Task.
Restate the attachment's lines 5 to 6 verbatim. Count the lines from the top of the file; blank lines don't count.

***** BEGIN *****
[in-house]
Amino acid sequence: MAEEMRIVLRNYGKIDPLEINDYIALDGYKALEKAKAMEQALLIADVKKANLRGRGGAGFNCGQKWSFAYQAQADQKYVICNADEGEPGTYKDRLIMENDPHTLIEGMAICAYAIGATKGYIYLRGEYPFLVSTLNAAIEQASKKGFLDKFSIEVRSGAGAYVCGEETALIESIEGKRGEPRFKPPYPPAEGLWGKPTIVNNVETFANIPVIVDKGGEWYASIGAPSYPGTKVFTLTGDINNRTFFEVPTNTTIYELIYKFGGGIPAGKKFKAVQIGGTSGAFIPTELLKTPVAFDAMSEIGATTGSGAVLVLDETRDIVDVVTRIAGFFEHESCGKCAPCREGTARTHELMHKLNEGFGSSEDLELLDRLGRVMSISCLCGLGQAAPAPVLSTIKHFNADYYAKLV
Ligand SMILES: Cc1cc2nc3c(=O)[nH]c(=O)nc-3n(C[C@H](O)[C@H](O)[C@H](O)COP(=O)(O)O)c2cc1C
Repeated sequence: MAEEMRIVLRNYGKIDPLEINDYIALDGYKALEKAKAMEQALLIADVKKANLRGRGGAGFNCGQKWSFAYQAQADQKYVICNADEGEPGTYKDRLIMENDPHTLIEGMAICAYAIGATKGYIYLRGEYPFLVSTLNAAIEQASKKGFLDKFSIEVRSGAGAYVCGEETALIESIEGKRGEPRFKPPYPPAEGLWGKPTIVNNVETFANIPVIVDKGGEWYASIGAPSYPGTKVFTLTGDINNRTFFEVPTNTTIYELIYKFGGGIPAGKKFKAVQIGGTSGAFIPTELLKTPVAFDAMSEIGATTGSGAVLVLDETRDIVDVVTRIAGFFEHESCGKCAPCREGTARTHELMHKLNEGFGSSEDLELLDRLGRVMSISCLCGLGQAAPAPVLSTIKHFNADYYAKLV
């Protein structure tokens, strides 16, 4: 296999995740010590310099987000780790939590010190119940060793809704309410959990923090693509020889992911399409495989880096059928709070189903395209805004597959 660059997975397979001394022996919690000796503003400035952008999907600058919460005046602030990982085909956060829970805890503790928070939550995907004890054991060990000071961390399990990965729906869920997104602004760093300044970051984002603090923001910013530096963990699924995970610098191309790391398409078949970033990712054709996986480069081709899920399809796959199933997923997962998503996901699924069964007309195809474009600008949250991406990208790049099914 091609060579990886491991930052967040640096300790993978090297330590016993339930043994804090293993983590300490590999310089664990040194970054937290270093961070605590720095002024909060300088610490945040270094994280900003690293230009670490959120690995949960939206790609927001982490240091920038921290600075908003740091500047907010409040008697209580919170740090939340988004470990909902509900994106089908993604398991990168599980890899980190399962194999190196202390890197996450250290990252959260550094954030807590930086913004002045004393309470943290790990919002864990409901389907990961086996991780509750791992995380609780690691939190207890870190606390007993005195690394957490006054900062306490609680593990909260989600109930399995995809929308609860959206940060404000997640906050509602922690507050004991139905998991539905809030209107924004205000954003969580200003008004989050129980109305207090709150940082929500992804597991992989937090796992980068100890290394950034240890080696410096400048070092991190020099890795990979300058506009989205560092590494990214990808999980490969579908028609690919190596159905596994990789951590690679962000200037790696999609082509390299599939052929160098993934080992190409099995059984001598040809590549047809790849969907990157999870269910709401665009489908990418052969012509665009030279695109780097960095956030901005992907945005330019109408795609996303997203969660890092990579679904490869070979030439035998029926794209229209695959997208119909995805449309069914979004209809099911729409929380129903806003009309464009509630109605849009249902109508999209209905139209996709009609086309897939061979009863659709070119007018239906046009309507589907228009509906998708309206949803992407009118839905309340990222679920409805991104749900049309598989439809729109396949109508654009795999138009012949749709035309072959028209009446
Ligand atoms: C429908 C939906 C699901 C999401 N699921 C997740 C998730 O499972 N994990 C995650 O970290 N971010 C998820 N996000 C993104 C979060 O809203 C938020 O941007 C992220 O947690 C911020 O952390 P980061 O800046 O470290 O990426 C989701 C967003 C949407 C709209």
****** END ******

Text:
């Protein structure tokens, strides 16, 4: 296999995740010590310099987000780790939590010190119940060793809704309410959990923090693509020889992911399409495989880096059928709070189903395209805004597959 660059997975397979001394022996919690000796503003400035952008999907600058919460005046602030990982085909956060829970805890503790928070939550995907004890054991060990000071961390399990990965729906869920997104602004760093300044970051984002603090923001910013530096963990699924995970610098191309790391398409078949970033990712054709996986480069081709899920399809796959199933997923997962998503996901699924069964007309195809474009600008949250991406990208790049099914 091609060579990886491991930052967040640096300790993978090297330590016993339930043994804090293993983590300490590999310089664990040194970054937290270093961070605590720095002024909060300088610490945040270094994280900003690293230009670490959120690995949960939206790609927001982490240091920038921290600075908003740091500047907010409040008697209580919170740090939340988004470990909902509900994106089908993604398991990168599980890899980190399962194999190196202390890197996450250290990252959260550094954030807590930086913004002045004393309470943290790990919002864990409901389907990961086996991780509750791992995380609780690691939190207890870190606390007993005195690394957490006054900062306490609680593990909260989600109930399995995809929308609860959206940060404000997640906050509602922690507050004991139905998991539905809030209107924004205000954003969580200003008004989050129980109305207090709150940082929500992804597991992989937090796992980068100890290394950034240890080696410096400048070092991190020099890795990979300058506009989205560092590494990214990808999980490969579908028609690919190596159905596994990789951590690679962000200037790696999609082509390299599939052929160098993934080992190409099995059984001598040809590549047809790849969907990157999870269910709401665009489908990418052969012509665009030279695109780097960095956030901005992907945005330019109408795609996303997203969660890092990579679904490869070979030439035998029926794209229209695959997208119909995805449309069914979004209809099911729409929380129903806003009309464009509630109605849009249902109508999209209905139209996709009609086309897939061979009863659709070119007018239906046009309507589907228009509906998708309206949803992407009118839905309340990222679920409805991104749900049309598989439809729109396949109508654009795999138009012949749709035309072959028209009446
Ligand atoms: C429908 C939906 C699901 C999401 N699921 C997740 C998730 O499972 N994990 C995650 O970290 N971010 C998820 N996000 C993104 C979060 O809203 C938020 O941007 C992220 O947690 C911020 O952390 P980061 O800046 O470290 O990426 C989701 C967003 C949407 C709209």